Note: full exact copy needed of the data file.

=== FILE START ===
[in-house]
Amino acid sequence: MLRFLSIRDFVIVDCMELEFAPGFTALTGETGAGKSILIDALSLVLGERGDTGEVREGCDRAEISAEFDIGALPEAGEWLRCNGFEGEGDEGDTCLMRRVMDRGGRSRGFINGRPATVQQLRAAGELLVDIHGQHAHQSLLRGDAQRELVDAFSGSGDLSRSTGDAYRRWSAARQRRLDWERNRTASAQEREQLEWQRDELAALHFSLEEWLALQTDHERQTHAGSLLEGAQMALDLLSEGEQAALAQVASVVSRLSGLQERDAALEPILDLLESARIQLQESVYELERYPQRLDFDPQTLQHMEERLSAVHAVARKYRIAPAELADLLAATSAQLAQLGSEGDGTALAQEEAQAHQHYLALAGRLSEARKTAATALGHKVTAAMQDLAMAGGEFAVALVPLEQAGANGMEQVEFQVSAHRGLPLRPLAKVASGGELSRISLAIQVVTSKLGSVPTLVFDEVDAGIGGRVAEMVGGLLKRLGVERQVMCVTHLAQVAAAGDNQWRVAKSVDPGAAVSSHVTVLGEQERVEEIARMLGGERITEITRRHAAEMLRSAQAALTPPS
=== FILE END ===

[in-house]
Amino acid sequence: MLRFLSIRDFVIVDCMELEFAPGFTALTGETGAGKSILIDALSLVLGERGDTGEVREGCDRAEISAEFDIGALPEAGEWLRCNGFEGEGDEGDTCLMRRVMDRGGRSRGFINGRPATVQQLRAAGELLVDIHGQHAHQSLLRGDAQRELVDAFSGSGDLSRSTGDAYRRWSAARQRRLDWERNRTASAQEREQLEWQRDELAALHFSLEEWLALQTDHERQTHAGSLLEGAQMALDLLSEGEQAALAQVASVVSRLSGLQERDAALEPILDLLESARIQLQESVYELERYPQRLDFDPQTLQHMEERLSAVHAVARKYRIAPAELADLLAATSAQLAQLGSEGDGTALAQEEAQAHQHYLALAGRLSEARKTAATALGHKVTAAMQDLAMAGGEFAVALVPLEQAGANGMEQVEFQVSAHRGLPLRPLAKVASGGELSRISLAIQVVTSKLGSVPTLVFDEVDAGIGGRVAEMVGGLLKRLGVERQVMCVTHLAQVAAAGDNQWRVAKSVDPGAAVSSHVTVLGEQERVEEIARMLGGERITEITRRHAAEMLRSAQAALTPPS